Part of the return that is not due to systematic influences (market wide influences). In
other words, abnormal returns are above those predicted by the market movement alone. Related: excess
returns.

## Accounting earnings

earnings of a firm as reported on its income statement.

## After-tax real rate of return

Money after-tax rate of return minus the inflation rate.

## Annualized holding period return

The annual rate of return that when compounded t times, would have
given the same t-period holding return as actually occurred from period 1 to period t.

## Arithmetic average (mean) rate of return

Arithmetic mean return.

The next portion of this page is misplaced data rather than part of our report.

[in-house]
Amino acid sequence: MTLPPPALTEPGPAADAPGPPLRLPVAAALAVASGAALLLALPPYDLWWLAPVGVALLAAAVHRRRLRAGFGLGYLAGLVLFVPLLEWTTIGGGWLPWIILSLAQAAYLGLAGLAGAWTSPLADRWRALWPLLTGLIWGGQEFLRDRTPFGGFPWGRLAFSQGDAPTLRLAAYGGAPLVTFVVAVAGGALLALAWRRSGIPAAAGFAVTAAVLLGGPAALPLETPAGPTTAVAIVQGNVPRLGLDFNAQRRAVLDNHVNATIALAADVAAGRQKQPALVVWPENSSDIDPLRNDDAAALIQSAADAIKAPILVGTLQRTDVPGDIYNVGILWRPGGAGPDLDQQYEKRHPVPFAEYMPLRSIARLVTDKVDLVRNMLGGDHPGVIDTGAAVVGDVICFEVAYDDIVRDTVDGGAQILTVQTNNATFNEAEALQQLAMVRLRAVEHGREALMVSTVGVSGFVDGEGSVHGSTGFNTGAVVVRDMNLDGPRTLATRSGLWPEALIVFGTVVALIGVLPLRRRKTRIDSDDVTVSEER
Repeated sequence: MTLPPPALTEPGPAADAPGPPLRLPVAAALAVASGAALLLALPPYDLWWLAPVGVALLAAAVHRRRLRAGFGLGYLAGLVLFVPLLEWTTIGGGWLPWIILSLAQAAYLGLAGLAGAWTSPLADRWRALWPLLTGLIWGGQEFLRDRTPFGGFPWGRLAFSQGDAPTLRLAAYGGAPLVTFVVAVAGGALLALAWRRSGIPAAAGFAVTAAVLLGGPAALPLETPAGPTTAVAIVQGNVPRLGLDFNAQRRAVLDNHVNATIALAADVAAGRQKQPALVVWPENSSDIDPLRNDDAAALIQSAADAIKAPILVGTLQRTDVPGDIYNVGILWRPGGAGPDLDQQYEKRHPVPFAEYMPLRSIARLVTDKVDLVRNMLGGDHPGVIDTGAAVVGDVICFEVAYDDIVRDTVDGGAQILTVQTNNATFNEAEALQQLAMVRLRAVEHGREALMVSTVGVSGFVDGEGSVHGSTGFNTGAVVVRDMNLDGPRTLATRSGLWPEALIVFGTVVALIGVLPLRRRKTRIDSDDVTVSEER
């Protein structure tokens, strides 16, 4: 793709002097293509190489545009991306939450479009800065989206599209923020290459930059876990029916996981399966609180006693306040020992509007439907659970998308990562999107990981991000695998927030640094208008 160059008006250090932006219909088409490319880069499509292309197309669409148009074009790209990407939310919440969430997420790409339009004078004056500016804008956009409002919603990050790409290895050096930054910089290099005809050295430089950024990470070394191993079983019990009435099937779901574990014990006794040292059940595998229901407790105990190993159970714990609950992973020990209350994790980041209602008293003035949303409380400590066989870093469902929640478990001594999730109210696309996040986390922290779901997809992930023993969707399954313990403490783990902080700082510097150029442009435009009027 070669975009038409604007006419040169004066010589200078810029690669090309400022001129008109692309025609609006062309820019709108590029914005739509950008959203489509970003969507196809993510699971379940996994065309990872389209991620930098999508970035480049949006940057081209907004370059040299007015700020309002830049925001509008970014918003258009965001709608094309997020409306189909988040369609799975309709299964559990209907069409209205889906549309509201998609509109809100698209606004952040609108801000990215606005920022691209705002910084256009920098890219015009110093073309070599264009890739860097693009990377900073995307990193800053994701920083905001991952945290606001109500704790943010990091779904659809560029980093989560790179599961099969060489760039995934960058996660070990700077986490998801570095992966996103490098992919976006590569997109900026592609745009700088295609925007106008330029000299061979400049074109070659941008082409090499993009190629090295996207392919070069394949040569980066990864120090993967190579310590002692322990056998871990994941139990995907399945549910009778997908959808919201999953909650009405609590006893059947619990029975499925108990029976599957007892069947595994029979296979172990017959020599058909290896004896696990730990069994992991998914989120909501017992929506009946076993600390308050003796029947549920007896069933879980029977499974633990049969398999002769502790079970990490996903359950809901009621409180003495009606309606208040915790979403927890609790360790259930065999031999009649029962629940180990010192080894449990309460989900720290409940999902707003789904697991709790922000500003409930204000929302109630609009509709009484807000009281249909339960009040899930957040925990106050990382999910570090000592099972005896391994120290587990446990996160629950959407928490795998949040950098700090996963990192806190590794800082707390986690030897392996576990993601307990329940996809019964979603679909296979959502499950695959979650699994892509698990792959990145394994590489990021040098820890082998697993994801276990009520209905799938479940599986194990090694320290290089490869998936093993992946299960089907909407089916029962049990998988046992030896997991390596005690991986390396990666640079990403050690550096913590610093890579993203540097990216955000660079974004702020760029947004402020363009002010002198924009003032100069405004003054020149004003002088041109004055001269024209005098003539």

## Arithmetic mean return

An average of the subperiod returns, calculated by summing the subperiod returns
and dividing by he number of subperiods.

## Average accounting return

The average project earnings after taxes and depreciation divided by the average
book value of the investment during its life.

## Average rate of return (ARR)

The ratio of the average cash inflow to the amount invested.

## Baker Plan

A plan by U.S. Treasury Secretary James Baker under which 15 principal middle-income debtor
countries (the Baker 15) would undertake growth-oriented structural reforms, to be supported by increased
financing from the World Bank and continued lending from commercial banks.

## BARRA's performance analysis (PERFAN)

A method developed by BARRA, a consulting firm in
Berkeley, Calif. It is commonly used by institutional investors applying performance attribution analysis to
evaluate their money managers' performances.

## Beggar-thy-neighbor devaluation

A devaluation that is designed to cheapen a nation's currency and thereby